Joseph Sabino Mistick: Low blow
Just when you thought partisan politicians could not sink lower, nearly the entire Republican caucus of the U.S. Senate delivered a low blow to the economic midsection of America's military veterans. By filibustering the Veterans Jobs Corps Act before adjourning, these GOP senators torpedoed the hopes of those Americans whose hallmark is selfless sacrifice.
Some of the bill's opponents quickly claimed that supporting the filibuster was not the same as voting against the bill itself, but American voters are not that stupid. By a vote of 58-40, more than a majority of senators wanted the bill to move forward, but in the bizarre world of the Senate, 60 votes are needed for anything to happen.
Other Republican senators claimed they voted to kill the program because there was no defined way to pay for it. If that is the proper test, all of our soldiers could have refused to fight in Iraq and Afghanistan, because those wars were not paid for and have been fought on credit.
Based on the Civilian Conservation Corps of the Great Depression, the program would have matched veterans with public-works and public-safety jobs for which they have already been trained. This is not “make work” because, in communities across the land, these jobs are ready for our veterans and our veterans are ready for these jobs.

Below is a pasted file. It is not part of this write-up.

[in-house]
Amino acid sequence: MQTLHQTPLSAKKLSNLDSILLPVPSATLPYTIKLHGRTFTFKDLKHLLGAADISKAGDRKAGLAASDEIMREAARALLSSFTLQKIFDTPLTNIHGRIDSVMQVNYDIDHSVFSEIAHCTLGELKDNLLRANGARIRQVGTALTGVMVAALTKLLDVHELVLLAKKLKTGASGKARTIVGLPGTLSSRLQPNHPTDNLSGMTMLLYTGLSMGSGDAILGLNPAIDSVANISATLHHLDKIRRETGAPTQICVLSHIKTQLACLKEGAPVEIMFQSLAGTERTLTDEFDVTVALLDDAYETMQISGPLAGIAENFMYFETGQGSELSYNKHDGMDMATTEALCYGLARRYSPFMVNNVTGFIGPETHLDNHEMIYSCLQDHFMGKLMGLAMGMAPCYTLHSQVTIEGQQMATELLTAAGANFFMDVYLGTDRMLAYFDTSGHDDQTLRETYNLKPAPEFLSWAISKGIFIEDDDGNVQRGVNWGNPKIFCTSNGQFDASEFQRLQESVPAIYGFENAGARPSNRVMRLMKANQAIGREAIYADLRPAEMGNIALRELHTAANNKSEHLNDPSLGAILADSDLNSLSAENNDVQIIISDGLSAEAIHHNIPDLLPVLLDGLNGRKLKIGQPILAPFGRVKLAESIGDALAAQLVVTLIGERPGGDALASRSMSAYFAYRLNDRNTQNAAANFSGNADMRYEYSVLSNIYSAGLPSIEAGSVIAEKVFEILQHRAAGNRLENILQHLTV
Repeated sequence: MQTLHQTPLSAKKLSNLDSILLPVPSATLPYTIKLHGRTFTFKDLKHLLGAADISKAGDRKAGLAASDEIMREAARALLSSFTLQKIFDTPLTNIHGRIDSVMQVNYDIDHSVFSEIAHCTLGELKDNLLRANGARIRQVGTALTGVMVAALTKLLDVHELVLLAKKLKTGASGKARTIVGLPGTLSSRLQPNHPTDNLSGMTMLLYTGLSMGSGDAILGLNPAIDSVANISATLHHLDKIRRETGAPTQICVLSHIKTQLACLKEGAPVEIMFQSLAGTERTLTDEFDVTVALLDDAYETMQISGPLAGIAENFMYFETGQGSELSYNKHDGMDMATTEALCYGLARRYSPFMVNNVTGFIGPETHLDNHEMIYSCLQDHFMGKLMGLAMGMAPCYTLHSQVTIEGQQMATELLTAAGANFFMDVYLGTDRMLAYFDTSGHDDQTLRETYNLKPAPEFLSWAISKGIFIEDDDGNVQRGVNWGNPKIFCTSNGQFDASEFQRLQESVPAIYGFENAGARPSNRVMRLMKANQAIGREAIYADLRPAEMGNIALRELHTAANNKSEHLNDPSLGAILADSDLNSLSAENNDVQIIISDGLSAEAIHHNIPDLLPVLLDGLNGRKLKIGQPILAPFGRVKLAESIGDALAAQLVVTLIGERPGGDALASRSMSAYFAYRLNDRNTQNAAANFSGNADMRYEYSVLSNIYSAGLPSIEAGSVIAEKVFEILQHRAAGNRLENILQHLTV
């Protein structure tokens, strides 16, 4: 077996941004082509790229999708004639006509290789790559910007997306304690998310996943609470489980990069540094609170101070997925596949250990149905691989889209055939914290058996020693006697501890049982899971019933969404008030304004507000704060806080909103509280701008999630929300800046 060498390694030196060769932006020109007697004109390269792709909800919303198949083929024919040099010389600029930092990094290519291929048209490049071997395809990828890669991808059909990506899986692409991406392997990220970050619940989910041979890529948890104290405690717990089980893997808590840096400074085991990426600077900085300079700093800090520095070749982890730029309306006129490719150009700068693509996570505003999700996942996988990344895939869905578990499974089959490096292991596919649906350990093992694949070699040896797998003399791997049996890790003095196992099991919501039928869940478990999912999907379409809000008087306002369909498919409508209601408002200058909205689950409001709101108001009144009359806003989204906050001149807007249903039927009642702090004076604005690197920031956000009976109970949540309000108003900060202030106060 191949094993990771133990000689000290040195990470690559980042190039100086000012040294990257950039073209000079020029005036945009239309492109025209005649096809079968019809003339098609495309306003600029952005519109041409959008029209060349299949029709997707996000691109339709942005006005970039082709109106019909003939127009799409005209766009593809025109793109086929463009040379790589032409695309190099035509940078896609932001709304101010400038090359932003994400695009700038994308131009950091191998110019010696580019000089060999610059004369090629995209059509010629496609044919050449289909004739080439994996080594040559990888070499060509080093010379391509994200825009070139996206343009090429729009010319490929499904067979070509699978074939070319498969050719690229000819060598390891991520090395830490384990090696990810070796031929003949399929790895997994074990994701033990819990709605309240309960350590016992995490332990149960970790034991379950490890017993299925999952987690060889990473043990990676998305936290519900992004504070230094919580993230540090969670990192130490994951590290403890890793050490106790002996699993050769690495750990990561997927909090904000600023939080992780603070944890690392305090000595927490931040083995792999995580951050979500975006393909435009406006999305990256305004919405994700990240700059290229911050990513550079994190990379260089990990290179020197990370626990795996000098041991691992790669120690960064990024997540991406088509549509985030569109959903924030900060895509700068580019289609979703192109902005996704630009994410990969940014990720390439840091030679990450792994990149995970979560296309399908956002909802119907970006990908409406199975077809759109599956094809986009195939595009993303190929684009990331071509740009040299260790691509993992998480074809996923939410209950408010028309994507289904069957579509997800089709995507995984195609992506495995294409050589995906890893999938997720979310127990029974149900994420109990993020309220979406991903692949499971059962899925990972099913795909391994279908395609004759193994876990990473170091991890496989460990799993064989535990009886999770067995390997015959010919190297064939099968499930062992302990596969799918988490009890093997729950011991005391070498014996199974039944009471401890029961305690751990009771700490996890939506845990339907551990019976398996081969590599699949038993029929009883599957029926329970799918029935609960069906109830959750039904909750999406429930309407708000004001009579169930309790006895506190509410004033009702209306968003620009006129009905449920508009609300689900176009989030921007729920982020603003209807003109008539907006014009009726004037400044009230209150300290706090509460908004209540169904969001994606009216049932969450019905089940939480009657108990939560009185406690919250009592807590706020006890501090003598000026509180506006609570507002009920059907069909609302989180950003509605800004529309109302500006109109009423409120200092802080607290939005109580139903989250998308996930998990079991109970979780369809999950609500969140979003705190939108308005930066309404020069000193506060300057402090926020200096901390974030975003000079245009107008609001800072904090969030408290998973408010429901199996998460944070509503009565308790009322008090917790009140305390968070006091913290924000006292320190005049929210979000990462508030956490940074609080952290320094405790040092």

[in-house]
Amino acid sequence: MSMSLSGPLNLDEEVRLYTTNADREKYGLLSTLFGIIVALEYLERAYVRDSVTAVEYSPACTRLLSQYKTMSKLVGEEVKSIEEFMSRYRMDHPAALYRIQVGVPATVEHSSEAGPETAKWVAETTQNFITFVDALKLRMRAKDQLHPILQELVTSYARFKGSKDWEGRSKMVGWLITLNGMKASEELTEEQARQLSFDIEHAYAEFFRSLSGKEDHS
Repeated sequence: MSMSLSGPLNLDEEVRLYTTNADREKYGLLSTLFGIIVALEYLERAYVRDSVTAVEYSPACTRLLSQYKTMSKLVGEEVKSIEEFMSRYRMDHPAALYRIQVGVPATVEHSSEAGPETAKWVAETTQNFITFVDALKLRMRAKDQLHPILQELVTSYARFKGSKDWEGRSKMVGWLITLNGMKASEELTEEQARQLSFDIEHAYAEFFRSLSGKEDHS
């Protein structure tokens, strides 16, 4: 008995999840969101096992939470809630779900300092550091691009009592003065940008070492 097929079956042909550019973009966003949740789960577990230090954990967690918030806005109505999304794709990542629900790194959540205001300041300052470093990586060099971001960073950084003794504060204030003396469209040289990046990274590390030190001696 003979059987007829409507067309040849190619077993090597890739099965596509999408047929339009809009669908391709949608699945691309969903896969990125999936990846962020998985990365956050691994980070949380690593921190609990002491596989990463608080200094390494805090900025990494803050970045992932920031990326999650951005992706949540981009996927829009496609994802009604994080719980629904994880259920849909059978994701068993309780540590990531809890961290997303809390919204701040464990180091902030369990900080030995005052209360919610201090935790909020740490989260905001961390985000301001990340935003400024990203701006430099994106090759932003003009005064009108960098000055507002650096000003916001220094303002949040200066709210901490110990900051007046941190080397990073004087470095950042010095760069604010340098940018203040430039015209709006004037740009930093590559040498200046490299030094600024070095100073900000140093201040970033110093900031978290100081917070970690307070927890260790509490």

While the jobs program originated in the Obama White House, the administration knew how difficult it would be to attract Republican support in a rabidly partisan presidential election year. As a result, GOP senators were asked to contribute their ideas in order to reach a compromise for our veterans.
Pennsylvania's Sen. Pat Toomey was among Republicans involved in crafting the bipartisan bill before he voted to kill it, along with the hopes of returning veterans for a more certain economic future. At the end of Toomey's day, craven partisan politics trumped veterans' needs.
These Republican senators may not remember the World War II and Korean War veterans who headed off to factories gratefully and with dignity every day after their wars. And they may not recall the struggle of buddies back from Vietnam who successfully reinvented themselves as the nation transitioned from heavy industry.
On Veterans Day, think of the sacrifices of our troops first, but do not forget about those senators who voted to kill this bill. Next Memorial Day, remember and honor those Americans who volunteered for war, willing to sacrifice all, but do not give a pass to those senators who have failed them.
And the next time you see a news clip of American warriors being embraced by family members upon their return to native soil, remember that their future is now more uncertain because of those senators who slithered away when given the chance to express the gratitude of a nation.
Joseph Sabino Mistick, a lawyer, law professor and political analyst, lives in Squirrel Hill (SabinoMistick@aol.com).